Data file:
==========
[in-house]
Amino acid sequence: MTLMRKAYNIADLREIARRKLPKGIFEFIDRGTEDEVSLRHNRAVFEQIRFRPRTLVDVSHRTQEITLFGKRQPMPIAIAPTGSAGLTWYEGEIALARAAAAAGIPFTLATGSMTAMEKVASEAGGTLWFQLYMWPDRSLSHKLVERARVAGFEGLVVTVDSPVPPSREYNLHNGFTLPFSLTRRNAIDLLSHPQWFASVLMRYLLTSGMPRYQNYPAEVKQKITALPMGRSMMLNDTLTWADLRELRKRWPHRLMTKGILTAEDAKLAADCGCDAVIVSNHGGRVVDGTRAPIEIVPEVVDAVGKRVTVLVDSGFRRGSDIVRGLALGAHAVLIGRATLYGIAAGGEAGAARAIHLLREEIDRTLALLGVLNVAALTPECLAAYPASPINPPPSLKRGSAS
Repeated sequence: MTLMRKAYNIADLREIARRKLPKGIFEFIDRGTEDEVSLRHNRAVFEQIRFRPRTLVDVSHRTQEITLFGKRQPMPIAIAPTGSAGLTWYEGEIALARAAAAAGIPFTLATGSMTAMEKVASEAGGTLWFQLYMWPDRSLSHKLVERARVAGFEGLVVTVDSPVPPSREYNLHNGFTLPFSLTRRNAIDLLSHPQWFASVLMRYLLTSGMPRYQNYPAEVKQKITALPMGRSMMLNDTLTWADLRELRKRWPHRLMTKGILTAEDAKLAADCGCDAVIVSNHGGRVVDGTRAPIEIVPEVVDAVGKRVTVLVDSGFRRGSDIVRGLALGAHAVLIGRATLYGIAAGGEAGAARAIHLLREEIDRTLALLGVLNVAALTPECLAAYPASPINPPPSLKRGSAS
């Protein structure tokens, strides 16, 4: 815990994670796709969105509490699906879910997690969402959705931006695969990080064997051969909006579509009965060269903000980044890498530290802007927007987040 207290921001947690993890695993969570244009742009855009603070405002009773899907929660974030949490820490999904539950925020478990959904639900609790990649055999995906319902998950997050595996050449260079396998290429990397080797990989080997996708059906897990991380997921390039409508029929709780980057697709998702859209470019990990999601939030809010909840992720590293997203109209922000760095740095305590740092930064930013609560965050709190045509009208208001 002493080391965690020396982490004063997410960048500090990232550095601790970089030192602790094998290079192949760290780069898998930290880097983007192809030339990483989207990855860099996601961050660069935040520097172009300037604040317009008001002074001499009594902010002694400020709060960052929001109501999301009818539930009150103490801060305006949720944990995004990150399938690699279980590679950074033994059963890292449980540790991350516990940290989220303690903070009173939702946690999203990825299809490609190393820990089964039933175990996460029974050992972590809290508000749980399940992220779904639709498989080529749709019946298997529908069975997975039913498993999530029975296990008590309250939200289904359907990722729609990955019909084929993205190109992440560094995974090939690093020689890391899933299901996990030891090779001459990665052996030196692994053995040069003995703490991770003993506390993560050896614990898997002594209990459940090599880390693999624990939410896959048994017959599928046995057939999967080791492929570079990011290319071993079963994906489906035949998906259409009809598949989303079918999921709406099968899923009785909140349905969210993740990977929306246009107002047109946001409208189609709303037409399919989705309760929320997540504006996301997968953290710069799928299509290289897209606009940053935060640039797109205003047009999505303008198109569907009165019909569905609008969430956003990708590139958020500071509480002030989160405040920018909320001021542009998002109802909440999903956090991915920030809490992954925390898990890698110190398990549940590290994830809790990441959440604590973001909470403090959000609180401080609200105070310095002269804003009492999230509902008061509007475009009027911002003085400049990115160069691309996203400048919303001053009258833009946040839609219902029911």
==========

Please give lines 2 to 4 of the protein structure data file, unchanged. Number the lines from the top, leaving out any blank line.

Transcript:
Amino acid sequence: MTLMRKAYNIADLREIARRKLPKGIFEFIDRGTEDEVSLRHNRAVFEQIRFRPRTLVDVSHRTQEITLFGKRQPMPIAIAPTGSAGLTWYEGEIALARAAAAAGIPFTLATGSMTAMEKVASEAGGTLWFQLYMWPDRSLSHKLVERARVAGFEGLVVTVDSPVPPSREYNLHNGFTLPFSLTRRNAIDLLSHPQWFASVLMRYLLTSGMPRYQNYPAEVKQKITALPMGRSMMLNDTLTWADLRELRKRWPHRLMTKGILTAEDAKLAADCGCDAVIVSNHGGRVVDGTRAPIEIVPEVVDAVGKRVTVLVDSGFRRGSDIVRGLALGAHAVLIGRATLYGIAAGGEAGAARAIHLLREEIDRTLALLGVLNVAALTPECLAAYPASPINPPPSLKRGSAS
Repeated sequence: MTLMRKAYNIADLREIARRKLPKGIFEFIDRGTEDEVSLRHNRAVFEQIRFRPRTLVDVSHRTQEITLFGKRQPMPIAIAPTGSAGLTWYEGEIALARAAAAAGIPFTLATGSMTAMEKVASEAGGTLWFQLYMWPDRSLSHKLVERARVAGFEGLVVTVDSPVPPSREYNLHNGFTLPFSLTRRNAIDLLSHPQWFASVLMRYLLTSGMPRYQNYPAEVKQKITALPMGRSMMLNDTLTWADLRELRKRWPHRLMTKGILTAEDAKLAADCGCDAVIVSNHGGRVVDGTRAPIEIVPEVVDAVGKRVTVLVDSGFRRGSDIVRGLALGAHAVLIGRATLYGIAAGGEAGAARAIHLLREEIDRTLALLGVLNVAALTPECLAAYPASPINPPPSLKRGSAS
């Protein structure tokens, strides 16, 4: 815990994670796709969105509490699906879910997690969402959705931006695969990080064997051969909006579509009965060269903000980044890498530290802007927007987040 207290921001947690993890695993969570244009742009855009603070405002009773899907929660974030949490820490999904539950925020478990959904639900609790990649055999995906319902998950997050595996050449260079396998290429990397080797990989080997996708059906897990991380997921390039409508029929709780980057697709998702859209470019990990999601939030809010909840992720590293997203109209922000760095740095305590740092930064930013609560965050709190045509009208208001 002493080391965690020396982490004063997410960048500090990232550095601790970089030192602790094998290079192949760290780069898998930290880097983007192809030339990483989207990855860099996601961050660069935040520097172009300037604040317009008001002074001499009594902010002694400020709060960052929001109501999301009818539930009150103490801060305006949720944990995004990150399938690699279980590679950074033994059963890292449980540790991350516990940290989220303690903070009173939702946690999203990825299809490609190393820990089964039933175990996460029974050992972590809290508000749980399940992220779904639709498989080529749709019946298997529908069975997975039913498993999530029975296990008590309250939200289904359907990722729609990955019909084929993205190109992440560094995974090939690093020689890391899933299901996990030891090779001459990665052996030196692994053995040069003995703490991770003993506390993560050896614990898997002594209990459940090599880390693999624990939410896959048994017959599928046995057939999967080791492929570079990011290319071993079963994906489906035949998906259409009809598949989303079918999921709406099968899923009785909140349905969210993740990977929306246009107002047109946001409208189609709303037409399919989705309760929320997540504006996301997968953290710069799928299509290289897209606009940053935060640039797109205003047009999505303008198109569907009165019909569905609008969430956003990708590139958020500071509480002030989160405040920018909320001021542009998002109802909440999903956090991915920030809490992954925390898990890698110190398990549940590290994830809790990441959440604590973001909470403090959000609180401080609200105070310095002269804003009492999230509902008061509007475009009027911002003085400049990115160069691309996203400048919303001053009258833009946040839609219902029911």